What are your thoughts about this? Feel free to talk about Course Signals, if you want to, but I’m mostly interested in a discussion of the way technology interacts with, supports, or interrupts the goals that teachers set for their students.

I think the answer must depend in part on the role assigned to teachers, as you mentioned above. We’re living in an exciting time where many in education and society are rethinking our assumptions about not only the process of education, but the outcomes as well. We do seem to have some general consensus around the primary goals for public education K-12, but higher education is still up for debate. What’s most valuable in a college or university experience? Is it domain expertise? Is it a broad understanding of our diverse cultural heritage? If so, traditional methods apply. Is it career-ready skills? That’s where competency-based education models get a lot of attention. I used to hear people say we go to college to learn to “think critically”. Maybe that was a boojum, because now I hear that it’s “learn how to learn”. I don’t list these facetiously — not at all; rather, my point is our values for  higher education are shifting as we figure out what’s most important in concert with a rapidly changing world. My instinct tells me that we need a combination of these goals, organized from the concrete toward increasing abstraction as learners develop advanced understanding and ability.

Technology should be flexible enough able to address a variety of educational goals and philosophical approaches, and should be deft at meshing different approaches in order to encourage individual teacher experimentation even if we must operate within more traditional institutional bounds. It’s not a new feature, and it’s not mind-blowing, but I often go back to this because it’s so simple and yet still rather novel: Canvas accepts URLs for submissions instead of just file uploads. This simple idea adds flexibility and pokes a hole in the wall of what’s historically been a closed environment without compromising the stability of that wall: It lets teachers use the LMS as an institutional system without trapping students within its walls, supporting both traditional record keeping and non-traditional student expression and ownership.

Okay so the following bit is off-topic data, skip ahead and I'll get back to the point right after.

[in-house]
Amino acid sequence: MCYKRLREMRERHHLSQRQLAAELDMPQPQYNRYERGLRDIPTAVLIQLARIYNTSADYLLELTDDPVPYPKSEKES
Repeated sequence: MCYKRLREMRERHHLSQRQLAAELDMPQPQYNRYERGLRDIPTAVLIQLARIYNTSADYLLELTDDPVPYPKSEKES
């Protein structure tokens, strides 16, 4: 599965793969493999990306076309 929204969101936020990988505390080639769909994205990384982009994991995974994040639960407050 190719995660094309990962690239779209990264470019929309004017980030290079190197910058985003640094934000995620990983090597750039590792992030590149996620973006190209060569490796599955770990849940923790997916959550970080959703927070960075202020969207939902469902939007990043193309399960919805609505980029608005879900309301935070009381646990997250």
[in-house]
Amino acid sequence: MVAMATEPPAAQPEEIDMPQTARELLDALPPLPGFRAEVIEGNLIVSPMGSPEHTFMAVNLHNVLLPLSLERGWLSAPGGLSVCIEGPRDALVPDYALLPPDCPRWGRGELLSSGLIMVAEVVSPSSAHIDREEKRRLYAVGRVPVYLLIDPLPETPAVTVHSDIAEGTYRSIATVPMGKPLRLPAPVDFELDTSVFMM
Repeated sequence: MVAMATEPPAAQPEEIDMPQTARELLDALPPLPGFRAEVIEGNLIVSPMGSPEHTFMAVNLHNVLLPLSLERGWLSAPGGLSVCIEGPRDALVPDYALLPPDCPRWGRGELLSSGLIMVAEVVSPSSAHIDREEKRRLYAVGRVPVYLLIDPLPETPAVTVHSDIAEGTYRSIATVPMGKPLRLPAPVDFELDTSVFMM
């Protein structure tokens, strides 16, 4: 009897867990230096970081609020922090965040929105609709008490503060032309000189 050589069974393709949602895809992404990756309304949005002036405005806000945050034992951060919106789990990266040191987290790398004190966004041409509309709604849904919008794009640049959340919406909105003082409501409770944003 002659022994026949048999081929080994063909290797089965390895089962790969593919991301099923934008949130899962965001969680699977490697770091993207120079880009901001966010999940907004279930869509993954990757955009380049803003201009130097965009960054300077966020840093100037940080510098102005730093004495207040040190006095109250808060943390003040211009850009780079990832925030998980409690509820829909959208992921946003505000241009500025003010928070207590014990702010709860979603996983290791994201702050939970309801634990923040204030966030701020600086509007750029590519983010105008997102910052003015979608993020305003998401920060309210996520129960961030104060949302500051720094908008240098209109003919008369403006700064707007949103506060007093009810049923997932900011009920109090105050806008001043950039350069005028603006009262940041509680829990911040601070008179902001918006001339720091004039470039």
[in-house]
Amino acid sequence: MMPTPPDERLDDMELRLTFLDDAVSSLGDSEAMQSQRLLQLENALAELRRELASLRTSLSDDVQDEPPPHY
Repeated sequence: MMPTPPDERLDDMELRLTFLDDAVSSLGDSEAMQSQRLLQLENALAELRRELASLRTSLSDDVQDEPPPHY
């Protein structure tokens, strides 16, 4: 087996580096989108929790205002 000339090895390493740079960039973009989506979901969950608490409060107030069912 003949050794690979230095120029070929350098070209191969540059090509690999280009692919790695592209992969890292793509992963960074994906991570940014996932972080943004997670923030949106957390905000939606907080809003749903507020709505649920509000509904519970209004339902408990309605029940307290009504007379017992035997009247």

I don’t think that idea is necessarily at odds with what may seem like peripheral goals such as “increase [student] retention”. Sure, the subtext for institutions is that increasing student retention stabilizes the bottom line and makes it easier to efficiently schedule resources — very important administrative responsibilities. But increasing retention is itself a worthwhile learning goal, too, because if you don’t persist in any practice you never advance on the path toward mastery. George Leonard wrote, “Goals and contingencies are important. But they exist in the future and the past, beyond the pale of the sensory realm. Practice exists only in the present.” The hardest part of practice? Persistence in the plateaus, the doldrums.

Technology can help here as well, whether it’s by directing teacher attention to students at-risk, reminding students that they have reached a plateau or are falling behind, or suggesting learning resources or practices that have been shown to be helpful. All of these can be automated thanks to the magic of computers with useful data, but let’s not forget the automations are only as good as the data they feed off of, and they can only ever lead us, human beings with personal agency, toward the choice to engage in interactions that lead to learning. Any technology company has to make decisions about what to prioritize or they’ll end up trying to be everything, not succeeding at anything. Right now, we’re prioritizing those human interactions.